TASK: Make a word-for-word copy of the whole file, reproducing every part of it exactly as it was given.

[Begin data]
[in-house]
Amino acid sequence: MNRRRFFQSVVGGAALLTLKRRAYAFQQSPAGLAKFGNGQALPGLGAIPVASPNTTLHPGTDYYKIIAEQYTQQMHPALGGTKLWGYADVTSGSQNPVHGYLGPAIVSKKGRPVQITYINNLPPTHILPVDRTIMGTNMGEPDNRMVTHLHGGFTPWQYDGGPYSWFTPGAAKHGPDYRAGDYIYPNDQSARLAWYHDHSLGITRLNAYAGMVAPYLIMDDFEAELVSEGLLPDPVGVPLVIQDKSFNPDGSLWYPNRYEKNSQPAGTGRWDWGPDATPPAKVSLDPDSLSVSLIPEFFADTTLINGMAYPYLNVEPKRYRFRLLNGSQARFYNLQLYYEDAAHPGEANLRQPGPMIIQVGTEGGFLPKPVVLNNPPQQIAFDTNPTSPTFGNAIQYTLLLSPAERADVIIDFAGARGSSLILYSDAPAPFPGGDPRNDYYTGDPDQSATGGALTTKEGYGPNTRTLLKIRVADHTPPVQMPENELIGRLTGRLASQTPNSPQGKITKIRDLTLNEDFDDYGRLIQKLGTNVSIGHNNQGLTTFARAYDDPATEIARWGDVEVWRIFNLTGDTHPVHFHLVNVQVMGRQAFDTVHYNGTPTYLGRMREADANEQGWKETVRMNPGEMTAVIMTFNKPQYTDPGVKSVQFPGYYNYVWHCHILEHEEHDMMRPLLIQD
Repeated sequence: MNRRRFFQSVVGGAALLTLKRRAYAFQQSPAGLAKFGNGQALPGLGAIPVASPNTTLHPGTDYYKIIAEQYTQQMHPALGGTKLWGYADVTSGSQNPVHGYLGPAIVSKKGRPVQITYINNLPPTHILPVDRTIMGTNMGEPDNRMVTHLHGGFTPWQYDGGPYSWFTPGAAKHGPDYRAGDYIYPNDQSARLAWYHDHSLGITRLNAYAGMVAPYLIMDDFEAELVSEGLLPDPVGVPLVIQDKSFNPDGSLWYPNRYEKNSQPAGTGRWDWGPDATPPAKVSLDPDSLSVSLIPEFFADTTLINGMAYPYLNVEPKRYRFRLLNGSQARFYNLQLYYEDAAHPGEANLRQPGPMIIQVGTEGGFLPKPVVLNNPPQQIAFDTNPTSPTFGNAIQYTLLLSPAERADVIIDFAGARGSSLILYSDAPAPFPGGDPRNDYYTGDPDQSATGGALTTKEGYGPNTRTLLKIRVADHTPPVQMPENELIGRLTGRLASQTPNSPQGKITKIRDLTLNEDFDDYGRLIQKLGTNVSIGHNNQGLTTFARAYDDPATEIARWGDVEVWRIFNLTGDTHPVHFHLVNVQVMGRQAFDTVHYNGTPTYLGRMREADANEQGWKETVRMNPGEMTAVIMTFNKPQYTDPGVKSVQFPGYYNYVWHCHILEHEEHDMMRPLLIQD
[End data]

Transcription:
[in-house]
Amino acid sequence: MNRRRFFQSVVGGAALLTLKRRAYAFQQSPAGLAKFGNGQALPGLGAIPVASPNTTLHPGTDYYKIIAEQYTQQMHPALGGTKLWGYADVTSGSQNPVHGYLGPAIVSKKGRPVQITYINNLPPTHILPVDRTIMGTNMGEPDNRMVTHLHGGFTPWQYDGGPYSWFTPGAAKHGPDYRAGDYIYPNDQSARLAWYHDHSLGITRLNAYAGMVAPYLIMDDFEAELVSEGLLPDPVGVPLVIQDKSFNPDGSLWYPNRYEKNSQPAGTGRWDWGPDATPPAKVSLDPDSLSVSLIPEFFADTTLINGMAYPYLNVEPKRYRFRLLNGSQARFYNLQLYYEDAAHPGEANLRQPGPMIIQVGTEGGFLPKPVVLNNPPQQIAFDTNPTSPTFGNAIQYTLLLSPAERADVIIDFAGARGSSLILYSDAPAPFPGGDPRNDYYTGDPDQSATGGALTTKEGYGPNTRTLLKIRVADHTPPVQMPENELIGRLTGRLASQTPNSPQGKITKIRDLTLNEDFDDYGRLIQKLGTNVSIGHNNQGLTTFARAYDDPATEIARWGDVEVWRIFNLTGDTHPVHFHLVNVQVMGRQAFDTVHYNGTPTYLGRMREADANEQGWKETVRMNPGEMTAVIMTFNKPQYTDPGVKSVQFPGYYNYVWHCHILEHEEHDMMRPLLIQD
Repeated sequence: MNRRRFFQSVVGGAALLTLKRRAYAFQQSPAGLAKFGNGQALPGLGAIPVASPNTTLHPGTDYYKIIAEQYTQQMHPALGGTKLWGYADVTSGSQNPVHGYLGPAIVSKKGRPVQITYINNLPPTHILPVDRTIMGTNMGEPDNRMVTHLHGGFTPWQYDGGPYSWFTPGAAKHGPDYRAGDYIYPNDQSARLAWYHDHSLGITRLNAYAGMVAPYLIMDDFEAELVSEGLLPDPVGVPLVIQDKSFNPDGSLWYPNRYEKNSQPAGTGRWDWGPDATPPAKVSLDPDSLSVSLIPEFFADTTLINGMAYPYLNVEPKRYRFRLLNGSQARFYNLQLYYEDAAHPGEANLRQPGPMIIQVGTEGGFLPKPVVLNNPPQQIAFDTNPTSPTFGNAIQYTLLLSPAERADVIIDFAGARGSSLILYSDAPAPFPGGDPRNDYYTGDPDQSATGGALTTKEGYGPNTRTLLKIRVADHTPPVQMPENELIGRLTGRLASQTPNSPQGKITKIRDLTLNEDFDDYGRLIQKLGTNVSIGHNNQGLTTFARAYDDPATEIARWGDVEVWRIFNLTGDTHPVHFHLVNVQVMGRQAFDTVHYNGTPTYLGRMREADANEQGWKETVRMNPGEMTAVIMTFNKPQYTDPGVKSVQFPGYYNYVWHCHILEHEEHDMMRPLLIQD